By: David Russell Schilling | October 28th, 2013There are now over one billion cars traveling roads around the world directly and indirectly costing trillions of dollars in material resources, time and noxious emissions. Imagine all these cars running cleanly for 100 years on just 8 grams of fuel each.
Laser Power Systems (LPS) from Connecticut, USA, is developing a new method of automotive propulsion with one of the most dense materials known in nature: thorium. Because thorium is so dense it has the potential to produce tremendous amounts of heat. The company has been experimenting with small bits of thorium, creating a laser that heats water, produces steam and powers a mini turbine.
Current models of the engine weigh 500 pounds, easily fitting into the engine area of a conventionally-designed vehicle. According to CEO Charles Stevens, just one gram of the substance yields more energy than 7,396 gallons (28,000 L) of gasoline and 8 grams would power the typical car for a century.
The idea of using thorium is not new. In 2009, Loren Kulesus designed the Cadillac World Thorium Fuel Concept Car. LPS is developing the technology so it can be mass-produced.
Wider Implications of ThoriumAccording to Robert Hargraves, “low or non-CO2 emitting energy sources must be cheaper than coal or will ultimately fail to displace fossil fuels.” The United States uses 20% of the world’s energy today and, according to Hargraves, if it cut its CO2 emissions to zero, 80% produced by other countries would still be a problem. With CO2 emissions climbing seemingly beyond all bounds, pessimism is rampant and bold ideas are needed.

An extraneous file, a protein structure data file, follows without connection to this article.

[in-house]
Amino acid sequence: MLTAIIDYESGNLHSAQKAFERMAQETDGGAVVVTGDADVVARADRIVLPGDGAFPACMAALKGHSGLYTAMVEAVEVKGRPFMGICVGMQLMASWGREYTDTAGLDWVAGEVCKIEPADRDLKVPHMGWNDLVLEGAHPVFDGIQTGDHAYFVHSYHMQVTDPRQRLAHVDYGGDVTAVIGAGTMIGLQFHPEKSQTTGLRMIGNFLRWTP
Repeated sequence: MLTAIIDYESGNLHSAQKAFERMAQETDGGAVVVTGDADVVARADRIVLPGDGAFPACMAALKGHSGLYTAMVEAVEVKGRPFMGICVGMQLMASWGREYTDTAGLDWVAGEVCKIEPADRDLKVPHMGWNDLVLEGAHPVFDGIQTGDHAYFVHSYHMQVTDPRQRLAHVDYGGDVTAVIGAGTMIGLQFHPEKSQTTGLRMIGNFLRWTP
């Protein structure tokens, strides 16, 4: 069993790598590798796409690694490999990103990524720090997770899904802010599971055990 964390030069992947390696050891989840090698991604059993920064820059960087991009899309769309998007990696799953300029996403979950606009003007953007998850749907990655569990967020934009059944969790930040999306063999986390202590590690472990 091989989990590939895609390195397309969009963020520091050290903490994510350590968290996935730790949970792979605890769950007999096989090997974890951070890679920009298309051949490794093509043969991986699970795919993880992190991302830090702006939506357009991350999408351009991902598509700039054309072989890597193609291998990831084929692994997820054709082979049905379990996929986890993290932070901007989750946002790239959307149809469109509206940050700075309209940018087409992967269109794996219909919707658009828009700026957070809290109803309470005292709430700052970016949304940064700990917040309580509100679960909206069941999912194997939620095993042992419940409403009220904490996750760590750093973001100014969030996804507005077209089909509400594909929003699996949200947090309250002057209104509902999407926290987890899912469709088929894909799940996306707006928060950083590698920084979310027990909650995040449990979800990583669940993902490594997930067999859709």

Thorium may also be the answer to the world’s nuclear energy conundrum and Wikipedia provides some of its advantages:
- Weapons-grade fissionable material (233U) is harder to retrieve safely and clandestinely from a thorium reactor; this means, for example, Iran could be asked to develop only a thorium based reactor, virtually eliminating the issue of nuclear weapon development.
- Thorium produces 10 to 10,000 times less long-lived radioactive waste;
- Thorium mining produces a single pure isotope, whereas the mixture of natural uranium isotopes must be enriched to function in most common reactor designs. The same cycle could also use the fissionable U-238 component of the natural uranium, and also contained in the depleted reactor fuel;
- Thorium cannot sustain a nuclear chain reaction without priming, so fission stops by default in an accelerator driven reactor.
David lives in the North End of Boston, Massachusetts, and regularly visits MIT, Harvard, Boston University, Northeastern, Boston’s leading companies and labs, the stacks at Boston Atheneaum and Boston Public Library to uncover and research story ideas. You can also find David on Google+.